Rear disc brake conversion on a 1967 Mustang
Currie's rear disc brake conversion kit provides lots of “whoa” in a small package.
Frank Bohanan - August 01, 2011 09:00 AM
1 After removing all of the original brake components, axles, and so on, be sure to inspect for any damage and clean the area up before installing new axle seals at each end. Be sure to use the proper size seal driver and just tap it in until it seats correctly.
2 Always use new bearings whenever the axles are removed. They’re designed to only be installed once and MUST be changed before the axles are put back in. You may also need to change the wheel studs to ones with a raised shoulder for the rotor to contact instead of hitting the threads. After changing the studs (if necessary) and dropping the caliper mounting plate onto the flange, use the proper press and technique to install the new bearing on the axle. Use threadlocker between the bearing and axle for extra insurance.
3 Install the axle into the housing and secure it with the T-bolts. Make sure the caliper mounting bracket is properly “clocked”/indexed to ensure there is no interference with the spring, etc. The mounting plate must sit flat with the caliper mounting tabs facing inward. Notice the flat shoulder on the wheel studs that will locate the rotor (versus the threads). The nuts that secure the mounting plate are tightened one at a time by rotating the axle so that the access hole lines up with each nut so it can be tightened.
4 Once the bracket is securely mounted, test fit the caliper by loosening the bolts for the mounting tabs to ensure the caliper mounting bolts line up properly. Hand tighten the bolts for the tabs with the caliper mounting bolts in place to maintain the proper alignment. Remove the caliper and securely tighten the mounting tab bolts while making sure they don’t move out of position. We also painted the hub to help prevent rust formation.
5 The installation of the correct centering ring is critical to achieving optimum brake performance with minimal vibration or pulsation, etc. While the shoulders on the studs do a decent job of locating the rotor, use of a centering ring ensures the rotor and the axle are on the same centerline with minimal possible movement. Keep the lip towards the axle.
6 As you can see when the rotor is installed, there is still some space around the studs but there is virtually no clearance between the centering ring and the rotor or the axle hub. This ensures the best possible concentricity to maximize performance and durability.
7 Use one lug nut to keep the rotor flat against the axle before you install the caliper over it. Tighten the caliper mounting bolts and spin the rotor to make sure it turns freely and has no wobble or other problems. Clean the rotor surfaces with brake cleaner.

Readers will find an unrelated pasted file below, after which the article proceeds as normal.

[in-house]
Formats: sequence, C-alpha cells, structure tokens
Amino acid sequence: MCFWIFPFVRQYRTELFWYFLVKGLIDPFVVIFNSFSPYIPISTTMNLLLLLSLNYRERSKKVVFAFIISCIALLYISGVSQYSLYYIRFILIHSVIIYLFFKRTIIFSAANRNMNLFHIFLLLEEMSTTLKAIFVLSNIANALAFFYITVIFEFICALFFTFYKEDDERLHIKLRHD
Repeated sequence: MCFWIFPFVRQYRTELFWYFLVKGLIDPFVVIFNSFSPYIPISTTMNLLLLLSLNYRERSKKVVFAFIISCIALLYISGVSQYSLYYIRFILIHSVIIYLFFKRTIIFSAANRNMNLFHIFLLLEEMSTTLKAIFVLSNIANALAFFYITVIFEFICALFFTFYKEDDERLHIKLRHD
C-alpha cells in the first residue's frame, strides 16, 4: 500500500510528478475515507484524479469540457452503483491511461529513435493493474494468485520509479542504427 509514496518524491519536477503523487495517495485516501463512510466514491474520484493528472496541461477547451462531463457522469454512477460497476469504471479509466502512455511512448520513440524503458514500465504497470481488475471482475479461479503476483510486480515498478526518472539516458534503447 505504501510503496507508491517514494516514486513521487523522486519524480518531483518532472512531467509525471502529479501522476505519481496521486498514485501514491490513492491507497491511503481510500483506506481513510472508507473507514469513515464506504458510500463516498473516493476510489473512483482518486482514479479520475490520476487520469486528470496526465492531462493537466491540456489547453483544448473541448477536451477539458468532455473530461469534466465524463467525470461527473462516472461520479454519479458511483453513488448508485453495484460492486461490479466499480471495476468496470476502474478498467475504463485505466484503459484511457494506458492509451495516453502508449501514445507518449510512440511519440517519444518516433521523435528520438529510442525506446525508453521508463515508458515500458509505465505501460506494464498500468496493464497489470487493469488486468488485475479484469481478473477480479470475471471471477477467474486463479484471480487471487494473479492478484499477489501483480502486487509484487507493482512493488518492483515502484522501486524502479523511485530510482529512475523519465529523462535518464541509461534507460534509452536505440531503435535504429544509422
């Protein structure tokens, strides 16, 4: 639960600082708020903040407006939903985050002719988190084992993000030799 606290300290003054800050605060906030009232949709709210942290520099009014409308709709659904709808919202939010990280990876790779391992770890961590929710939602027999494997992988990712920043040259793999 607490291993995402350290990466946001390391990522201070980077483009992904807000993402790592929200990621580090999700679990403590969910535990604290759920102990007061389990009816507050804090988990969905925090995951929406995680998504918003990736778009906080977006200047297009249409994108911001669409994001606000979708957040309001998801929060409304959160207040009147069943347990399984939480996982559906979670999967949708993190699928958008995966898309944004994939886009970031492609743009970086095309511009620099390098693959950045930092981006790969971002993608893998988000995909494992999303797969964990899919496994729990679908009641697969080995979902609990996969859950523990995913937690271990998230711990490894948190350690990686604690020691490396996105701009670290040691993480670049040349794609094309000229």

8 Attach the brake hoses to the rear of the calipers using the correct bolts and copper washers. Hold the hose at the proper orientation with one wrench while you tighten the bolt with the other. Be careful not to overtighten the bolt or crush the washers too much. Line up the new, flexible Currie hose with the original hard brake line while making sure it is routed away from any moving parts and there is enough slack to allow for its own slight movement. Mark a spot on the axle tube for where the hose mounting tab will go.
9 Scrape away the paint at the chosen mounting position and then tack weld the hose mounting tabs to the axle tube. Verify the location is correct in terms of clearance with other parts and allowing the hose to have a bit of slack. Once all of this has been verified do the final welding and painting of the tabs and the axle tube.
10 Cut and re-flare the factory hard brake line or, bend up a new one as needed to mate up with the Currie hose and secure the two together along with the appropriate retaining clip.
11 It will be necessary to do some custom tube fabrication to make the factory hard lines mate up with the Currie hoses. The hose/hard line interface on the other side of the axle tube took a little extra care since there was such a short distance from the Y-block to the hose end. A little careful bending took care of things so that it went together just as easily as the other side. Use the correct flaring tools and tube benders to achieve the required shapes. Always be sure to use double flares for proper sealing. (Check out the February 2011 Auto Enthusiast, A Flaring Situation, for more on flaring hard lines.)
12 Attach the ends of the parking brake cables to the calipers. Currie provides a Lokar-style set of cut-to-fit parking brake cables that are far superior to application-specific OEM cables, plus they are available with the correct ends for the now different era components.